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Stocks

Hong Kong stocks hit by US - North Korea tensions as heavyweights fall

HONG KONG (Nikkei Markets) -- Hong Kong shares were on course for this year's worst day on elevated geopolitical tensions after North Korea said it is considering launching intermediate missiles into waters near the U.S. territory of Guam.

North Korea will develop a plan by mid-August for launching missiles to fall 30 to 40 kilometers away from Guam in the Pacific Ocean, the nation's state media reported Thursday. U.S. Secretary of State Rex Tillerson said Wednesday the Asian country posed no "imminent threat," several hours after U.S. President Donald said further threats from the North would be met with "fire and fury."

The Hang Seng Index shed 1.6% to 27,315.13 by midday, heading lower for a second day. Forty-one of its 49 active constituents retreated, with heavyweight lenders HSBC Holdings and China Construction Bank (CCB) sliding at least 2%, internet giant Tencent Holdings losing 1.5% and insurer AIA Group shedding 1.2%. The Hong Kong gauge is still up more than 24% this year, among the best-performing benchmarks in the region.

"For the moment, I think this is due to the geopolitical risk. There is a lot of uncertainty," said Banny Lam, head of research at CEB International Investment. "Investors are looking for an excuse for a correction."

The Hang Seng China Enterprises Index of large mainland companies in the city gave up 2%, while the Shanghai Composite skidded 1.1% in mainland trading, set for its steepest drop in more than three weeks.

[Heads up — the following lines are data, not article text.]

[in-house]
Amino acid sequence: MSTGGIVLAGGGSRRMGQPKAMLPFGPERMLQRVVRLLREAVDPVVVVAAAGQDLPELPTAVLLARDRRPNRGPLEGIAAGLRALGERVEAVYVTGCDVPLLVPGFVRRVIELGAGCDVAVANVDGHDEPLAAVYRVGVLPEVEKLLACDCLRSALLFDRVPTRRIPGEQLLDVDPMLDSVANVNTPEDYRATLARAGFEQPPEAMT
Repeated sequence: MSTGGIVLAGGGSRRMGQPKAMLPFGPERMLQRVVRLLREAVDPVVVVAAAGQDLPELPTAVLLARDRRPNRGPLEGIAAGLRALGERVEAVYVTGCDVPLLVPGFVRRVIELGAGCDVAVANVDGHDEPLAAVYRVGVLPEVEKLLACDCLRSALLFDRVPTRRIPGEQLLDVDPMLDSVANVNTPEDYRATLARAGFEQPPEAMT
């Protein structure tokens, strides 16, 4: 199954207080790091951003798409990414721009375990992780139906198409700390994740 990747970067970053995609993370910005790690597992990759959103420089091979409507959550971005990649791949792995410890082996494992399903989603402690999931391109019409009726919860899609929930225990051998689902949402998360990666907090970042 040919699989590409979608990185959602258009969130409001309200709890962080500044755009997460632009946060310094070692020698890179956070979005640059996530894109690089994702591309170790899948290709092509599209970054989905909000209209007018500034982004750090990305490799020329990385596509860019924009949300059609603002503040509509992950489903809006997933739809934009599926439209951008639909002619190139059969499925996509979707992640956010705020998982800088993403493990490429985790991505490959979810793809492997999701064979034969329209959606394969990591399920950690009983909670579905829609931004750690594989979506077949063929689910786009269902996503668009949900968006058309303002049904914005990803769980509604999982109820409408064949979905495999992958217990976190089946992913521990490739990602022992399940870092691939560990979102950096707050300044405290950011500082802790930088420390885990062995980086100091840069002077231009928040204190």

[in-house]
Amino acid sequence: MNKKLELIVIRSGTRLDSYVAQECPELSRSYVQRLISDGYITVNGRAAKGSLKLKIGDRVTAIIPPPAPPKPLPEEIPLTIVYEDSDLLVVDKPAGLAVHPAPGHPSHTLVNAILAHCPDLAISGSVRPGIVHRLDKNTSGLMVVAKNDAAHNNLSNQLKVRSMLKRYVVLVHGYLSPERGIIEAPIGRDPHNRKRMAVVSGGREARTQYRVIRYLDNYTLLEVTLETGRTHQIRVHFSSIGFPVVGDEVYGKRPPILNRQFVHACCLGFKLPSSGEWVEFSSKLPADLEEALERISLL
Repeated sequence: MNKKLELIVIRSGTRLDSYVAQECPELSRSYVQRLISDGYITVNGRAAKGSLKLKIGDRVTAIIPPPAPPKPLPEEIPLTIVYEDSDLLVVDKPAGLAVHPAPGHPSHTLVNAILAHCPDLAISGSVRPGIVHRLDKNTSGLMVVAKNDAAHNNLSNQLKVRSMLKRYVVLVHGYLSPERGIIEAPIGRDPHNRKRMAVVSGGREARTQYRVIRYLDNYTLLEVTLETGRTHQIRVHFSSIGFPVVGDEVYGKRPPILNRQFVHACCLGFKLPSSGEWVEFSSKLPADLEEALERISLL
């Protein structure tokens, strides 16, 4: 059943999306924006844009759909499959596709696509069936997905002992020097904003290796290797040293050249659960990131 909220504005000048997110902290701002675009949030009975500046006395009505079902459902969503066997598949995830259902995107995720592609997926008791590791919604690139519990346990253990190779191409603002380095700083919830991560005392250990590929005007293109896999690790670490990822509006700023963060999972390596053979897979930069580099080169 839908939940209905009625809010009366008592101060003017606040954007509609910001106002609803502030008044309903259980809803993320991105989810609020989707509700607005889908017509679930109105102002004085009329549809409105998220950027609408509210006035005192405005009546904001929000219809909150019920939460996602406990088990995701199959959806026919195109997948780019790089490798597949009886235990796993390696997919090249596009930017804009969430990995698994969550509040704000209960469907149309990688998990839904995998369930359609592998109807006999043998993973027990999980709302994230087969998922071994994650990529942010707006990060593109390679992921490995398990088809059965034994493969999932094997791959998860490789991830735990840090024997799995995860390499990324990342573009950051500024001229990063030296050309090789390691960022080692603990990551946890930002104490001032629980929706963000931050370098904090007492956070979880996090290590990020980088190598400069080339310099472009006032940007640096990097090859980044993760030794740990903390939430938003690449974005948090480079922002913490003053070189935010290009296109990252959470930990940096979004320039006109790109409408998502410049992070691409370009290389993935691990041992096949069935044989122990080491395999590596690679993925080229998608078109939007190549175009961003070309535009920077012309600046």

Other Asian markets also pulled back after U.S. indexes edged lower overnight. The Nikkei Asia300 Index of some of the region's most influential companies slumped 1.2%.

Wharf Holdings, controlled by conglomerate Wheelock, tumbled 7.2% to emerge as the day's biggest decliner on the Hang Seng Index. Nomura downgraded it to neutral from buy, saying the stock likely had limited upside after a 14% rally the previous day, when the property investor announced plans to demerge certain property assets into a separately listed company.

China Mobile lost 0.5% to HK$84.20 in Hong Kong trading. During the noon break, the mobile services giant reported its half-yearly earnings climbed 3.5% from a year earlier to 62.7 billion yuan ($8 billion). It also announced an interim dividend of HK$1.623 a share and a special dividend of HK$3.20 a share.

Hong Kong rail operator MTR and telecommunications major PCCW are among other companies due to report earnings later Thursday. HKT, in which PCCW owns a majority stake, was little changed a day after reporting a 3% increase in half-yearly profit for the group. MTR was down 0.5%.

Wanda Hotel Development surged 28% after announcing plans to buy assets worth more than $1 billion from companies controlled by its billionaire founder Wang Jianlin. Trading in Wanda's shares was halted on Wednesday.

China Investments Holdings jumped 14% after saying it expects a "significant increase" in first-half profit.

Pax Global Technology fell 6% following a 14% drop in first-half profit even as its revenue rose 21%.

Hi Sun Technology China slid 4.7% amid broader market losses. The payment-processing-solution provider on Wednesday reported a 75% jump in half-yearly profit.

Hypermarket chain Sun Art Retail Group added 4.8% following a 23% increase in first half profit.

-- Suzannah Benjamin and V. Phani Kumar

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